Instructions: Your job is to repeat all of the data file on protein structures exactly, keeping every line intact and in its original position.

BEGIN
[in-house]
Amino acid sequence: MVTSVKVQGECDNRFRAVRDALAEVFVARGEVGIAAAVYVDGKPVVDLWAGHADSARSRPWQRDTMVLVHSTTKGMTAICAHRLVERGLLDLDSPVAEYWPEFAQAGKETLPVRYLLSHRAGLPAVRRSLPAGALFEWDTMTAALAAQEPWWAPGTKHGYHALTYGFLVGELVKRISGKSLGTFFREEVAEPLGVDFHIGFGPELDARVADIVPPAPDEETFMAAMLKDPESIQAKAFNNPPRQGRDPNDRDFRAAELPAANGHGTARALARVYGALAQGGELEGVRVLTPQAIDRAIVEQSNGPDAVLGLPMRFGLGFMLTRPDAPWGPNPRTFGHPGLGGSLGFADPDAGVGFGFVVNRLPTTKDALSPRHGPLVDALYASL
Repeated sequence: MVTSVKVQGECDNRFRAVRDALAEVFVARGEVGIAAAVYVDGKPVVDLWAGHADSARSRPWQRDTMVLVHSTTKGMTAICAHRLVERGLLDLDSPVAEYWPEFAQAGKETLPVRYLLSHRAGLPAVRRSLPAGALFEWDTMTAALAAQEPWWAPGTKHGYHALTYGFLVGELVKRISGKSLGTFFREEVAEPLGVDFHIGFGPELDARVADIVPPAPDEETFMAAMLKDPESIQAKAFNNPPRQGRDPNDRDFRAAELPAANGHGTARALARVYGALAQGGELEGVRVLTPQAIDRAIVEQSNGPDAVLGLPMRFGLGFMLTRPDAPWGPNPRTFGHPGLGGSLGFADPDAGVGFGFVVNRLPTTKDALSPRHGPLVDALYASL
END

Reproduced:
[in-house]
Amino acid sequence: MVTSVKVQGECDNRFRAVRDALAEVFVARGEVGIAAAVYVDGKPVVDLWAGHADSARSRPWQRDTMVLVHSTTKGMTAICAHRLVERGLLDLDSPVAEYWPEFAQAGKETLPVRYLLSHRAGLPAVRRSLPAGALFEWDTMTAALAAQEPWWAPGTKHGYHALTYGFLVGELVKRISGKSLGTFFREEVAEPLGVDFHIGFGPELDARVADIVPPAPDEETFMAAMLKDPESIQAKAFNNPPRQGRDPNDRDFRAAELPAANGHGTARALARVYGALAQGGELEGVRVLTPQAIDRAIVEQSNGPDAVLGLPMRFGLGFMLTRPDAPWGPNPRTFGHPGLGGSLGFADPDAGVGFGFVVNRLPTTKDALSPRHGPLVDALYASL
Repeated sequence: MVTSVKVQGECDNRFRAVRDALAEVFVARGEVGIAAAVYVDGKPVVDLWAGHADSARSRPWQRDTMVLVHSTTKGMTAICAHRLVERGLLDLDSPVAEYWPEFAQAGKETLPVRYLLSHRAGLPAVRRSLPAGALFEWDTMTAALAAQEPWWAPGTKHGYHALTYGFLVGELVKRISGKSLGTFFREEVAEPLGVDFHIGFGPELDARVADIVPPAPDEETFMAAMLKDPESIQAKAFNNPPRQGRDPNDRDFRAAELPAANGHGTARALARVYGALAQGGELEGVRVLTPQAIDRAIVEQSNGPDAVLGLPMRFGLGFMLTRPDAPWGPNPRTFGHPGLGGSLGFADPDAGVGFGFVVNRLPTTKDALSPRHGPLVDALYASL